Jintulu: People of the Sun
17 February – 27 April 2024
Presented by the Berndt Museum and Lawrence Wilson Art Gallery in association with Perth Festival
Jintulu: People of the Sun follows the long shadow cast by colonisation and the bleak legacy of genocide, dispossession and racism that remains etched into contemporary Australia. In this powerful exhibition, Jintulu transforms UWA’s Lawrence Wilson Art Gallery, interweaving ancient stories with more recent experiences of control, displacement and appropriation.
Taken from the Martu language of the Western Desert, ‘Jintulu’ posits Aboriginal Australians as the ‘People of the Sun’, strengthened by and bathed in its life-giving force.
The exhibition juxtaposes new works by senior Walmajarri artist Murungkurr Terry Murray, acclaimed Martu artist Curtis Taylor and Persian South African artist Natalie Scholtz with iconic works from the University of Western Australia’s collections by Valerie Takao Binder, Irwin Lewis, Sidney Nolan and Alison Alder.
Terry Murray responds to Sidney Nolan’s (1917–1992) The snake (1973) – an almost 13-metre-long mural that appropriates Aboriginal faces, totems and knowledge. Murray’s answer is a bold reclamation of the rainbow serpent – a creation figure that has become amalgamated and frequently adopted as a symbol of ‘Aboriginal Australia’. Made on Bunuba Country, Murray’s work is steeped in tradition, balancing a line that marks his work as both contemporary and traditional.
Natalie Scholtz’s exploration of blackness blurs and drips in a sensual, sometimes grotesque, series of figurative paintings. The Persian South African artist invokes the cultural and political symbols of her homeland as she builds a dialogue with works by Yamatji artist Irwin Lewis (1939–2020).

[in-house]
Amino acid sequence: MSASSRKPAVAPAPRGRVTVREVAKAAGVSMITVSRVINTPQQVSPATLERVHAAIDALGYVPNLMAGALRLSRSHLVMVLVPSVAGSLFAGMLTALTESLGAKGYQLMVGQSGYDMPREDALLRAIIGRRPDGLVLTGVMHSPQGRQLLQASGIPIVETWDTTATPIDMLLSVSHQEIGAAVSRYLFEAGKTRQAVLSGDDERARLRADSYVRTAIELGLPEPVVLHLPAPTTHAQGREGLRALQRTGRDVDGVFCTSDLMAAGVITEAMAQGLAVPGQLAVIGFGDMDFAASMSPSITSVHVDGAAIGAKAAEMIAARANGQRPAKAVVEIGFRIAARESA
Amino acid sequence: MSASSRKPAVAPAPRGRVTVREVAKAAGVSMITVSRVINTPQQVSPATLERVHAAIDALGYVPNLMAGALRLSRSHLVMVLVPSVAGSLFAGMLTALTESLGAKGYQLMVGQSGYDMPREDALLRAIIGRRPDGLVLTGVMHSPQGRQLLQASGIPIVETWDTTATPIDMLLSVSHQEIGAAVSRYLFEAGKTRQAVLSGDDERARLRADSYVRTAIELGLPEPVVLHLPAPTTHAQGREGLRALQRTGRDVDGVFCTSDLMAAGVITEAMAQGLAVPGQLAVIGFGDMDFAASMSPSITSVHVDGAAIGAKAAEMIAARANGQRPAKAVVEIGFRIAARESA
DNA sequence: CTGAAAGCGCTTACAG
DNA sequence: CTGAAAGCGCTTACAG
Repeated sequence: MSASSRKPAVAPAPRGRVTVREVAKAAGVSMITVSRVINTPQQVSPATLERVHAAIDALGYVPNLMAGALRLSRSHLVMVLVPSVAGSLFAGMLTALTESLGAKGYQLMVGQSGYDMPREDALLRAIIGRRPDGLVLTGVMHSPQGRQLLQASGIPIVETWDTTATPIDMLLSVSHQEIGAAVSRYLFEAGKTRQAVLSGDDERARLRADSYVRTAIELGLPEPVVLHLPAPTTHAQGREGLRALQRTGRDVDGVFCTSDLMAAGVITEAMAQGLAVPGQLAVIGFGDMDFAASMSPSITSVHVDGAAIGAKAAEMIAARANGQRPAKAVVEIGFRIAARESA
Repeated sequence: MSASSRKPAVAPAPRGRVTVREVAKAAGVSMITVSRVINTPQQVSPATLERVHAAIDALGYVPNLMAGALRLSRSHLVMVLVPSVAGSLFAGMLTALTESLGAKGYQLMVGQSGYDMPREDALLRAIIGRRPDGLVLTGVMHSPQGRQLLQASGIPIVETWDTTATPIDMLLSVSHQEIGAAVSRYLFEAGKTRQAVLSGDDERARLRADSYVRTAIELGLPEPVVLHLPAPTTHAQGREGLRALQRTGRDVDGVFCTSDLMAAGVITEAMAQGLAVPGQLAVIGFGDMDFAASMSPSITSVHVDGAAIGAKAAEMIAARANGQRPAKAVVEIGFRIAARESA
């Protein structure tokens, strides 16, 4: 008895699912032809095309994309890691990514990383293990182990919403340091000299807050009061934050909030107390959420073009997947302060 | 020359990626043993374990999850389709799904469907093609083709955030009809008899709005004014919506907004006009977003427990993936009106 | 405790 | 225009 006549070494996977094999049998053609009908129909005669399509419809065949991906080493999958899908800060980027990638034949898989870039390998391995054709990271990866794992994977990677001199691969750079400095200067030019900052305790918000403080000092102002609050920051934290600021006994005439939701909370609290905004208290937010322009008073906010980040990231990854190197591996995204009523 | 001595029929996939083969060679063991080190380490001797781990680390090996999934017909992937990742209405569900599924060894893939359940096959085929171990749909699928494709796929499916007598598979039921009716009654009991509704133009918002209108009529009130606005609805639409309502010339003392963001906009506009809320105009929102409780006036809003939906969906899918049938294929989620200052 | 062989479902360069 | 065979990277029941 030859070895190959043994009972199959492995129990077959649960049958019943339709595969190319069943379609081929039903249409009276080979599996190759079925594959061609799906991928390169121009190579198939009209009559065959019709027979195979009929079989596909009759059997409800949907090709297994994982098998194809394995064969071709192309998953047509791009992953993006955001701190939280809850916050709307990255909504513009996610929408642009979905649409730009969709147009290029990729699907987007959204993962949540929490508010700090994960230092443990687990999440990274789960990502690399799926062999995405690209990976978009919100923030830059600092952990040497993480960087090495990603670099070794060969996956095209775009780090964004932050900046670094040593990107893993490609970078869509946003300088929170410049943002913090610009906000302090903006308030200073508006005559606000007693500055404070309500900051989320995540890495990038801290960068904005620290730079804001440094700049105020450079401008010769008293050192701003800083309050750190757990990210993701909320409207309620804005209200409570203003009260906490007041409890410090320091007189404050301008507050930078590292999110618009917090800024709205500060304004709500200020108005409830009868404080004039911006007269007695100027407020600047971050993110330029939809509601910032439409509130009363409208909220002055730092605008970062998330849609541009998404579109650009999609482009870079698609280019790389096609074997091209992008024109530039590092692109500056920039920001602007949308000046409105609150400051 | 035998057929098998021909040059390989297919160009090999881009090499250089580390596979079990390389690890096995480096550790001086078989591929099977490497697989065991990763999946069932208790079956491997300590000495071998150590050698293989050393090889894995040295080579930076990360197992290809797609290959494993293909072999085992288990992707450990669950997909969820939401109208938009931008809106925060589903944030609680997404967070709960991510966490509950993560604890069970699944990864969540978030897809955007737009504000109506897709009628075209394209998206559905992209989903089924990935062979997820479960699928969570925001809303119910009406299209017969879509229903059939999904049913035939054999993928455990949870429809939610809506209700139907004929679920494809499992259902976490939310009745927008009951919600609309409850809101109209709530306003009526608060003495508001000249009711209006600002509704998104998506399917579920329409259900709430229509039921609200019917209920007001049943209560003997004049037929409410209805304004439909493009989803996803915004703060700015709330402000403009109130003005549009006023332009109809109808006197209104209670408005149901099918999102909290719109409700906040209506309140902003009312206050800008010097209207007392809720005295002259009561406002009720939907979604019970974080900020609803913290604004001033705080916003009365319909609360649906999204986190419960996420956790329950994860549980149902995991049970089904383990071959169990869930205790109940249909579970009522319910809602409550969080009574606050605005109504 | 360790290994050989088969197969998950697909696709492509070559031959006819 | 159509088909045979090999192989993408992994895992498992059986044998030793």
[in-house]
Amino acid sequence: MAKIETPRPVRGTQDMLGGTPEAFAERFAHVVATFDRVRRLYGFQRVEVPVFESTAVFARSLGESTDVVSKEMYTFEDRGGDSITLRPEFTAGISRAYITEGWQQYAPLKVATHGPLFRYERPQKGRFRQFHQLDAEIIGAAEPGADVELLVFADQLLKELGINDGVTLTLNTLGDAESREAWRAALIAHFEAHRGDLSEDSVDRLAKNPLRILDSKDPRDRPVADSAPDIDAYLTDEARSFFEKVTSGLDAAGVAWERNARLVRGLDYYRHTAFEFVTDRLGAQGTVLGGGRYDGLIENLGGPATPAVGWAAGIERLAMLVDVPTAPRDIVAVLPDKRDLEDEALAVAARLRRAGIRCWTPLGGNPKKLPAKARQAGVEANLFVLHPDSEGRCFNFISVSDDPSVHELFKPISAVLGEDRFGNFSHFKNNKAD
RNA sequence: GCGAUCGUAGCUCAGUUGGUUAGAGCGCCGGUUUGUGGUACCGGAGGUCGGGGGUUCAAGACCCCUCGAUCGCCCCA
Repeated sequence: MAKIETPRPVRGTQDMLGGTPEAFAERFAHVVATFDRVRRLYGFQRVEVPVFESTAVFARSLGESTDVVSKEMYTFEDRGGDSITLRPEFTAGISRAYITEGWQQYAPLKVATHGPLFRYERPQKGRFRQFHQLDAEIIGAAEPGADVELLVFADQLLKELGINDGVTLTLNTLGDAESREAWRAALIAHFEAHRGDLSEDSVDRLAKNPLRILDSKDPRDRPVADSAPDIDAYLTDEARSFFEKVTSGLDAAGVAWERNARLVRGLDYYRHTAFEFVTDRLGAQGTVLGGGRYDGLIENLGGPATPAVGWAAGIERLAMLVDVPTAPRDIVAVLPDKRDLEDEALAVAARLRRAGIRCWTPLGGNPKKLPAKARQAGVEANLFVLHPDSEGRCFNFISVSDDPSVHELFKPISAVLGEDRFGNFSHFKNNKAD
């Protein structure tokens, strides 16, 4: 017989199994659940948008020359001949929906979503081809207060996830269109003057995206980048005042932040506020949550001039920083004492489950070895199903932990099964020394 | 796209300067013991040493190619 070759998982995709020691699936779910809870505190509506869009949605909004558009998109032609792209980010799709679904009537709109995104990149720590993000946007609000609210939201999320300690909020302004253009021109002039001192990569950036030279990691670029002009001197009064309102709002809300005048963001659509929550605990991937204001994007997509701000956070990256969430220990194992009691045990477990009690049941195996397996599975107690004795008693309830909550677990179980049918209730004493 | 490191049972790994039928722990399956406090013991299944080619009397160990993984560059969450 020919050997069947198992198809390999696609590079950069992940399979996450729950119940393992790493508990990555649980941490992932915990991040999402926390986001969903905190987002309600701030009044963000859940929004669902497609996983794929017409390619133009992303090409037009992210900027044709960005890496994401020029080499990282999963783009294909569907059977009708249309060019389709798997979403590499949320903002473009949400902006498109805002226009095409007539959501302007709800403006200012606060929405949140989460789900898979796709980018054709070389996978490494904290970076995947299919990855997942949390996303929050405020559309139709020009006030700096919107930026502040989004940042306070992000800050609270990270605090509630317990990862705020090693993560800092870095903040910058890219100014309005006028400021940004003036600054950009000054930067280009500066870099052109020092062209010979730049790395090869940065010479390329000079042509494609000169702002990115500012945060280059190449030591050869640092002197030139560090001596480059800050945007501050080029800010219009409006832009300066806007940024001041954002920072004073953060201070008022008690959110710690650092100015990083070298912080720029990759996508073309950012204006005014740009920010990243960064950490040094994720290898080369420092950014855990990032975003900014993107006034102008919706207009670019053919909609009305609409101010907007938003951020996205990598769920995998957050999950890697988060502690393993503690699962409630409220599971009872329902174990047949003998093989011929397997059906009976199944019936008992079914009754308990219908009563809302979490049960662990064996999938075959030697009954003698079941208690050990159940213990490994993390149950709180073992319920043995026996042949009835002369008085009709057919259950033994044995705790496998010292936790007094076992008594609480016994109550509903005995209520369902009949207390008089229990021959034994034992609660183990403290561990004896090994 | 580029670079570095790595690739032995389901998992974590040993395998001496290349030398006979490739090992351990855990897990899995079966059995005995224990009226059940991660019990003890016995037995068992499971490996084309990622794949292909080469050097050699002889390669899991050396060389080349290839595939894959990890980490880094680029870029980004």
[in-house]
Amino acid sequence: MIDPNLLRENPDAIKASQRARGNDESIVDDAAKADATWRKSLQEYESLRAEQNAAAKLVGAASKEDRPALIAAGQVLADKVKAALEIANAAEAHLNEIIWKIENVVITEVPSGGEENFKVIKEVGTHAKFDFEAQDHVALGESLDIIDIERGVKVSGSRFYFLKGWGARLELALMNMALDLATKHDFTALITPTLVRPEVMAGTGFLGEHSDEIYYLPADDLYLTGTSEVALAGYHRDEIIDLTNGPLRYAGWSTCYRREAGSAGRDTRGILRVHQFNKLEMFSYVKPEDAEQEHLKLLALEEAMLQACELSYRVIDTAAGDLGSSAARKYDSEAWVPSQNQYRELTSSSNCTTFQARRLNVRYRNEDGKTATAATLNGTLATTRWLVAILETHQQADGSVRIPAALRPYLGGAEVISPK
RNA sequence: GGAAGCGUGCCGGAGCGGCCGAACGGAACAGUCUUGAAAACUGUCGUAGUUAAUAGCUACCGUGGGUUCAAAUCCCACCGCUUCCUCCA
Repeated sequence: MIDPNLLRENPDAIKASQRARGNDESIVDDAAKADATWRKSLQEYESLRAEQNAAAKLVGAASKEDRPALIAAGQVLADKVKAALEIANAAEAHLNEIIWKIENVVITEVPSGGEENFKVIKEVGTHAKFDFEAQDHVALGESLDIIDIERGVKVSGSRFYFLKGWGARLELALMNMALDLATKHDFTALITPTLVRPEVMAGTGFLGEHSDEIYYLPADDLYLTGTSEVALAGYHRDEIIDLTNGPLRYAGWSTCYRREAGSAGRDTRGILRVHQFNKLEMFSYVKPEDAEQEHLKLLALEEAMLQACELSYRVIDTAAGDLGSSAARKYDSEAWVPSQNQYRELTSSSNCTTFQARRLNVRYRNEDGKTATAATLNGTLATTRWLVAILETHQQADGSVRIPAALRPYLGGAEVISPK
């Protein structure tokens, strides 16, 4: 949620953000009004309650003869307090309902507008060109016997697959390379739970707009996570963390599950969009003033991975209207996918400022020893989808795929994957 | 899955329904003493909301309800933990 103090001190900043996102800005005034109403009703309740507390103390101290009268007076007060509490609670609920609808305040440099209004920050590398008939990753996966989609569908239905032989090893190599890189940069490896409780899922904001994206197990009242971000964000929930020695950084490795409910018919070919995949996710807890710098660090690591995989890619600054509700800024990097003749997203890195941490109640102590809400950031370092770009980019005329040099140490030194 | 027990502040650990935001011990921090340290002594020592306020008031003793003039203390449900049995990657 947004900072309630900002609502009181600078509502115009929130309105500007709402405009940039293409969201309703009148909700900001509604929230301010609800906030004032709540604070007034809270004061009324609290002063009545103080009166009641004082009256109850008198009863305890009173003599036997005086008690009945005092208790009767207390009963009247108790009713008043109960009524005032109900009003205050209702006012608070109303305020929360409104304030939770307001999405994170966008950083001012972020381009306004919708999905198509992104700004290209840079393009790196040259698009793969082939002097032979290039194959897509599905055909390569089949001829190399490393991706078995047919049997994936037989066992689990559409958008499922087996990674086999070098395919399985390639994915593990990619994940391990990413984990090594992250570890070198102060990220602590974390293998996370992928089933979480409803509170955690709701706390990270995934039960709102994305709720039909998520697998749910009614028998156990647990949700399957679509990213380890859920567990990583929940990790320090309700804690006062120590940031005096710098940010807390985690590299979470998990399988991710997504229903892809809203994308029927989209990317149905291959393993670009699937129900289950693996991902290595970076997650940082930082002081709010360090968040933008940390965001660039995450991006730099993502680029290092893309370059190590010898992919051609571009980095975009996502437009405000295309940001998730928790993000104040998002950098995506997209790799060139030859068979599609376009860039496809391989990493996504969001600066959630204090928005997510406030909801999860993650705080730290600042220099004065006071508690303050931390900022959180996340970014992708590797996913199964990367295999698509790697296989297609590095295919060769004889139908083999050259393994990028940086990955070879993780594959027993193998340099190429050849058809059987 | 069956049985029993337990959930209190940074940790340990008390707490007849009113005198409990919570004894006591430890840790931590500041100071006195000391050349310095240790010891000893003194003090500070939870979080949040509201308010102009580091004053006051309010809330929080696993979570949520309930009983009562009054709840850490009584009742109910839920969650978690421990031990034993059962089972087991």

In the centre of the gallery spaces lie two works that anchor the exhibition to key moments in recent Australian history.
Canberra-based printmaker Alison Alder’s Intervention series (2008) draws on her experience working in the Tennant Creek community and speaks to the drastic and devastating impact of the Howard Government’s 2007 Northern Territory Emergency Response.
Sitting alongside is Noongar artist Valerie Takao Binder's (1947–2019) intimate and deeply personal installation, Dwelling Place/Mia Mia and Yile Boodja/Sandy Country, originally commissioned for Perth Festival 2001. Grounded by the small tin shack or ‘mia mia’ of the title, Takao Binder recreated her childhood home of the 1950s Middle Swan encampment. Told through text, imagery and recordings of Takao Binder's own voice, Dwelling Place is a stark reminder of the people behind the policies.
In Boong, Curtis Taylor’s unflinching gaze forces the viewer to confront the harsh reality of racism today. Presented in a blacked-out gallery, bull bars hang chained from the ceiling, their headlights flickering intermittently to a barrage of racist slurs in this visceral audio-light installation. The work was first presented at Dark Mofo 2023 and will make its WA premiere in Jintulu.
Held in the wake of the failed Voice to Parliament Referendum, Jintulu is a thought-provoking examination of race relations in a turbulent contemporary Australia that ultimately asks of us: ‘What’s changed?’
Jintulu: People of the Sun is presented as part of the Perth Festival Visual Arts Program, supported by Wesfarmers Arts.
Natalie Scholtz is a Persian South African, Australian contemporary artist who works and resides in Perth. Scholtz works primarily with painting and drawing works on canvas, paper, and board. Her practice centres itself upon the human condition, whilst building on historical and contemporary conversations with self, community, and identity. Departing from traditional realistic conventions, Scholtz works are physical acts of communication that evoke emotional responses. Drawing inspiration from the immediate environment, Scholtz’s gesture, expression and mark making are integral to her creative processes. Showing her work on national and global scales, Scholtz has exhibited in Perth, Broome, Karratha, Milan, and London. She has received Artist residencies in Italy, Morocco, and Australia. Following her residency in Morocco, Scholtz presented her first solo exhibition Study of the Equid in 2017 at Alif Raid, Fes Morocco and has gone onto exhibit solo shows Me in Rainbows, 2017, Cult, Wellington, Skin in the Game, 2020, PS Arts Space, Fremantle, and Skin in the Game ii, 2021, Painted Tree Gallery, Northcliffe. Acclaimed for her daring originality, Scholtz won the open painting category at the prestigious Cossack Art Awards in 2022. She’s also been a finalist in the Melville Art Awards, City of Stirling Art Awards, City of Gosnells Art Awards, and the Minnawarra Art Awards.